• One episode of 24-Hour Restaurant Battle had a caveman-themed restaurant called The Cave-In. Every single food item was dinosaur-themed, even things like ribs and burgers that could have been named after any animal at all (like, say, mammoths).
  • In the BBC show My Pet Dinosaur, they speculated on human's relationships with dinosaurs had the meteor not hit. Ignoring the likelihood of humans even existing in that scenario, they had sauropods that barked, walked on two legs, and were the size of small cats. They also had a Protoceratops as the equivalent of pigs and chickens, even though ''Protoceratops'' went extinct ''before'' the meteor, and chickens-or at least chicken-like birds-already existed in the late Cretaceous. They also had human-shaped dinosaurs, even though the structure of a dinosaur couldn't have supported that. Also, they had scaly maniraptors. I thought this was speculation, not Looney Tunes.
    • To be fair, they did address the issue of humans coexisting with dinosaurs. According to the cited experts, there is no evidence that any dinosaur ever occupied the arboreal niche of our primate ancestors, leaving it open for them to exploit. Whether this is actually true is up for debate.
  • Primeval doesn't have accurate creature models, but the creators have acknowledged that they do their research - they just decide to deliberately exaggerate things for dramatic effect.
  • Lampshaded in an eighth season episode of The Office (US). While talking about the many unpleasant aspects of living in Florida, Robert California remarks, "Alligators are dinosaurs, Dwight. You know that, right?" Dwight, visibly torn between correcting his boss and letting the inaccuracy slide, quietly answers, "Mmm... it's complicated."
  • Two episodes of Disney Channel's Jessie seem to perpetrate the lizardlike Velociraptor subtrope.
  • Dino Dan is guilty of this:
    • Bipedal, scaly pterosaurs that carry things with their feet and only eat fish (yes, even the Quetzalcoatlus).
    • Not only are the deinonychosaurs not feathered enough, they don't even have the right kind of feathers (real deinonychosaurs had actual feathers, not protofeathers).
    • Mispronunciations of several dinosaur names (Euoplocephalus is pronounced with a hard "C" instead of a soft "C", and Compsognathus is pronounced with an "Ä" sound instead of an "Ā" sound).
    • Pronated hands on the theropods.
    • Elephantine forelimbs on the sauropodomorphs and ornithischians.
    • A Deinonychus skeleton seen in one episode is identified as Dromaeosaurus.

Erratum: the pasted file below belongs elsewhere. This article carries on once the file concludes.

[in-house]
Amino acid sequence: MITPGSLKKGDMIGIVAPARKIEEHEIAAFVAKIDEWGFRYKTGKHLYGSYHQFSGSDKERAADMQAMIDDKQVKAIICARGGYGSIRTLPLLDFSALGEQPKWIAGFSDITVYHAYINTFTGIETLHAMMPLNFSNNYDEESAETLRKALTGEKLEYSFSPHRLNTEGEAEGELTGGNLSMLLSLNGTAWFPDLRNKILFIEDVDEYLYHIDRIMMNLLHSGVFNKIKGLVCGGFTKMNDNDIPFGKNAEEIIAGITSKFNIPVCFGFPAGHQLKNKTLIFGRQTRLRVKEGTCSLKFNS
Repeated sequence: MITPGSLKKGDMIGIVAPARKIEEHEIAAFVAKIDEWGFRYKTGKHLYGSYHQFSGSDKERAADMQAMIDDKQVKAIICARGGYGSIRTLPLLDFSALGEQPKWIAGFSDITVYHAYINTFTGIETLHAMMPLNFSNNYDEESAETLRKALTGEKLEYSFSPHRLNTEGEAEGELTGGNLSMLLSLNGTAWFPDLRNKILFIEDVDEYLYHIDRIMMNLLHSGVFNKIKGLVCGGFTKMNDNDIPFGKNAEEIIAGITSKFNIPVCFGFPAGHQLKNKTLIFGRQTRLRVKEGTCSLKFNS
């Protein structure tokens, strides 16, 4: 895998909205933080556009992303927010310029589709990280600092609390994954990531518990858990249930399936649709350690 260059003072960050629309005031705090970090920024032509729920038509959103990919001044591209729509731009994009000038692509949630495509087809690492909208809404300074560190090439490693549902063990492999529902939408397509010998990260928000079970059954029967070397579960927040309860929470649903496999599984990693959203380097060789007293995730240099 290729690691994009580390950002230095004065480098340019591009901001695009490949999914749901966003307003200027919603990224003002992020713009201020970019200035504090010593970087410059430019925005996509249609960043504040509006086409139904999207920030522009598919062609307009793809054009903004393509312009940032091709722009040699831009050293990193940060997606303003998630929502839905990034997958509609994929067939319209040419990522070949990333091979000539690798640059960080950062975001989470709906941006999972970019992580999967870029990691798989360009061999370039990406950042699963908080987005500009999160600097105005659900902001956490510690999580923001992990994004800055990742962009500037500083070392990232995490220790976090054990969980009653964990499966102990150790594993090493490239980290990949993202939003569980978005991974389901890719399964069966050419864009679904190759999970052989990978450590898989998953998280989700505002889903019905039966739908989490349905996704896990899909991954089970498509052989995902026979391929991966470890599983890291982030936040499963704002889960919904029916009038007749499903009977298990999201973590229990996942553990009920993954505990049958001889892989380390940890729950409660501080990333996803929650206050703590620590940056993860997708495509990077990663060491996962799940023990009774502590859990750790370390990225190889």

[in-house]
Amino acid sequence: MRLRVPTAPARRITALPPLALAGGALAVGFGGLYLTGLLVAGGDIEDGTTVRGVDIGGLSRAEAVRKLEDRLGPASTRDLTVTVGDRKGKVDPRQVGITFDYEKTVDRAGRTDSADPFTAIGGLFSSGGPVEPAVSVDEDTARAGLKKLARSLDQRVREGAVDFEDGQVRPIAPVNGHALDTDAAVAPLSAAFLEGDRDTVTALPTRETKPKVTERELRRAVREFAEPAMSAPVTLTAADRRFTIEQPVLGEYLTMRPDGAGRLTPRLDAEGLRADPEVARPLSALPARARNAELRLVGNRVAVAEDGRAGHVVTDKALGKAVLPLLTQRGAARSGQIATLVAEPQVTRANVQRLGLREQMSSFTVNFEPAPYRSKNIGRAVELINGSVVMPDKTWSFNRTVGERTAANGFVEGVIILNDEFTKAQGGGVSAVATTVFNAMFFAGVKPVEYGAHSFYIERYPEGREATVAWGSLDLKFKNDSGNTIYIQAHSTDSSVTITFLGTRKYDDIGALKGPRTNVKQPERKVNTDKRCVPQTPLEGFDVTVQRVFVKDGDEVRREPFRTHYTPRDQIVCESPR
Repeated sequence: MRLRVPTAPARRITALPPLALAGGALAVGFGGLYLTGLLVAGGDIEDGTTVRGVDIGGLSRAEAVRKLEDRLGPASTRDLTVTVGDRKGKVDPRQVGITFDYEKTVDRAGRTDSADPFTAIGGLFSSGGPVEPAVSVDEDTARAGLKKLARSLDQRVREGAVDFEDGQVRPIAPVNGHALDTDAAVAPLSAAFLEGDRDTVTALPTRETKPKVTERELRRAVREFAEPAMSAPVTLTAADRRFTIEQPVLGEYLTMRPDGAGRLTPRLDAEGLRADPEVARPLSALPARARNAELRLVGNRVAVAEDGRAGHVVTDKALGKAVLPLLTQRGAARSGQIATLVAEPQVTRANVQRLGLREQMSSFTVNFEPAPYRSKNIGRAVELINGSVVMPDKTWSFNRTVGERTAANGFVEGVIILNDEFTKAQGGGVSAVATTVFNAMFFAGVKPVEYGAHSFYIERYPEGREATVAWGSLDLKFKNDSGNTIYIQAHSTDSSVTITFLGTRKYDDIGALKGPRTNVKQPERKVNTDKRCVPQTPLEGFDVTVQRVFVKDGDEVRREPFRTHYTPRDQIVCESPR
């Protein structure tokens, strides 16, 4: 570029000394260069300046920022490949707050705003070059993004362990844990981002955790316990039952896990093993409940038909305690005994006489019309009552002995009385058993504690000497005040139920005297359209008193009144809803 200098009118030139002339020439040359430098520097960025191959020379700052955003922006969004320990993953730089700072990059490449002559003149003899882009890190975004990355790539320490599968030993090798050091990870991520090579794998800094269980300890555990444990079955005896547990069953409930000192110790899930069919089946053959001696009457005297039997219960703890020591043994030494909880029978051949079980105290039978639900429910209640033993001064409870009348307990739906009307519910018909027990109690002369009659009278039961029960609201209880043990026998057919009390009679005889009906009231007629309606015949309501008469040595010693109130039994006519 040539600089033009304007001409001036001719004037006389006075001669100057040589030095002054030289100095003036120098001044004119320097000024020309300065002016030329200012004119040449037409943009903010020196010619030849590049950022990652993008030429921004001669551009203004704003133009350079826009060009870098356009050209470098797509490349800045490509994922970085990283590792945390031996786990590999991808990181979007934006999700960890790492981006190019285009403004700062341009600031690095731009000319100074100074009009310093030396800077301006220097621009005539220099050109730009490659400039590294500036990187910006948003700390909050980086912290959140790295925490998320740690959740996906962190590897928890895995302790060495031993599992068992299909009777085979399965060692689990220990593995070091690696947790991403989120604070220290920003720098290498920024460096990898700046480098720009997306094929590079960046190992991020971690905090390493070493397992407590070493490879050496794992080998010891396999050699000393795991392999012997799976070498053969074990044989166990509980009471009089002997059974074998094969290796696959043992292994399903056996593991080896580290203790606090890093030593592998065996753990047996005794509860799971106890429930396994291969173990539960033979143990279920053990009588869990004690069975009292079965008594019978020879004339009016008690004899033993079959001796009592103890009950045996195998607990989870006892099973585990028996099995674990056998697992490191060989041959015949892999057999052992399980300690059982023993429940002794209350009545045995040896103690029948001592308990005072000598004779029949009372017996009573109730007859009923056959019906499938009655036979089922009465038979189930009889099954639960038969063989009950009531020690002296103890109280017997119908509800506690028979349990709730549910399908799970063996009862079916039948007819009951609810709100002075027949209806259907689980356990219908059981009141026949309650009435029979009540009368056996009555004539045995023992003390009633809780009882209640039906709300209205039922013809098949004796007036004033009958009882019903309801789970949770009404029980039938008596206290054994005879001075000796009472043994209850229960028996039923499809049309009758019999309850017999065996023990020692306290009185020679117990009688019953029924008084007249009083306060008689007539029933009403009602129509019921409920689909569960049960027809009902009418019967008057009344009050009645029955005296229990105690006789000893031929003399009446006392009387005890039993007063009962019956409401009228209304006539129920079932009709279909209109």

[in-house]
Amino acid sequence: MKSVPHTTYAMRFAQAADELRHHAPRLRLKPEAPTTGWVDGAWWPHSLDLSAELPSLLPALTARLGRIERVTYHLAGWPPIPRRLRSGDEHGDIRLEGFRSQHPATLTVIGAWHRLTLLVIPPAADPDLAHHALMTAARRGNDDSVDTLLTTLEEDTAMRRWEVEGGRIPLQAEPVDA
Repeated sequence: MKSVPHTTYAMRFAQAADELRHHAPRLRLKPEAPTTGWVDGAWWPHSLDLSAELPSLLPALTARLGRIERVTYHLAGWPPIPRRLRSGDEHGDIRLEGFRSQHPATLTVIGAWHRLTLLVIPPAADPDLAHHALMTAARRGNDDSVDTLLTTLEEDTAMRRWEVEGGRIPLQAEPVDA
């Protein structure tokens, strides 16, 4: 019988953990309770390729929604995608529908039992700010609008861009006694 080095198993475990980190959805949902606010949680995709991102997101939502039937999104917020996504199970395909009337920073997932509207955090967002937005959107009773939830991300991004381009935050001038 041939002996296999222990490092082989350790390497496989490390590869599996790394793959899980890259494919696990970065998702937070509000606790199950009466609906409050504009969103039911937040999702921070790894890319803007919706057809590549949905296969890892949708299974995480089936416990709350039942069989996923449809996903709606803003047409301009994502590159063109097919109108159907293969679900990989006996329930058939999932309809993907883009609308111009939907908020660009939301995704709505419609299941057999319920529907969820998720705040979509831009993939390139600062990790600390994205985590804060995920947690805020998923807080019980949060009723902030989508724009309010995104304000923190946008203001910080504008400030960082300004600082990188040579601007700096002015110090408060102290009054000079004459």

• Dan translates Corythosaurus as "helmet head" in one episode (it actually means "helmet reptile"; "helmet head" would be "Corythocephale").
    • When discussing Brachiosaurus in one episode, Dan incorrectly identifies an illustration of Apatosaurus as that genus (the book he was reading did actually have a Brachiosaurus illustration).
    • The generic Triassic dinosaurs seen in one episode look like small lizards.
    • Cursorial eudromaeosaurs that hunt in packs (exactly how much they cooperated while hunting is debatable, but it almost certainly wasn't to the same degree as living canids).
    • One episode had a juvenile Tyrannosaurus that looked like a scaled down adult. Juvenile T. rexes were actually slightly more lightly built than adults.
    • Sauropod nostrils in the wrong position.
    • Other assorted anatomical errors (the tail of Brachiosaurus is too long, the skull of Spinosaurus is too tubular, etc).
  • Timecop: Ian Pascoe claims to have witnessed a Megalodon shark rip the throat out of a Tyrannosaurus rex. These animals lived over 47 million years apart, assuming he didn't somehow (?) bring them together.

  • According to the song "Walking in Your Footsteps" by The Police, the mighty Brontosaurus walked the Earth 50 million years ago. In reality, the most recent Brontosaurus remains are nearly 150 million years old, and the extinction of the dinosaurs occurred 66 million years ago.
  • Iron Maiden's "Quest for Fire" mostly retells the story of the eponymous movie... except for the (hilariously overblown) opening line "In a time when dinosaurs walked the earth..." It should be noted that this was probably the band being funny, as they are history buffs and would know about things like this.
  • Danny Saucedo's song "Dinosaur Bones" from the album Drawings of Dinosaurs includes a line about pterodactyls flying in "the Pleistocene sky." By the time of the Pleistocene epoch, pterosaurs had been extinct for nearly 64 million years.

    Newspaper Comics 
  • An early series of FoxTrot comic strips had Jason filming a dinosaur movie, with his pet iguana Quincy as the dinosaur. He called the film "Iguanadon Terror", even though Quincy looked nothing like an actual Iguanodon (Jason was aiming for something like a Dimetrodon, though when asking if Quincy could pass for a dinosaur he was told that Quincy only looked like an iguana with a fan taped to its back).
    • A later strip had Jason doing a claymation movie called "Mesozoic Park"; he pointed out that Jurassic Park was mostly about dinosaurs from the Cretaceous period.
    • In another strip, he was seen writing a letter explaining the brontosaur/apatosaur controversy to a cookie manufacturer that used the former term in the "Fun Facts" of their dinosaur cookie boxes. He then immediately tries to blackmail them into sending him free cookies.
    • Another strip perpetrated the giant Liopleurodon meme started by Walking with Dinosaurs.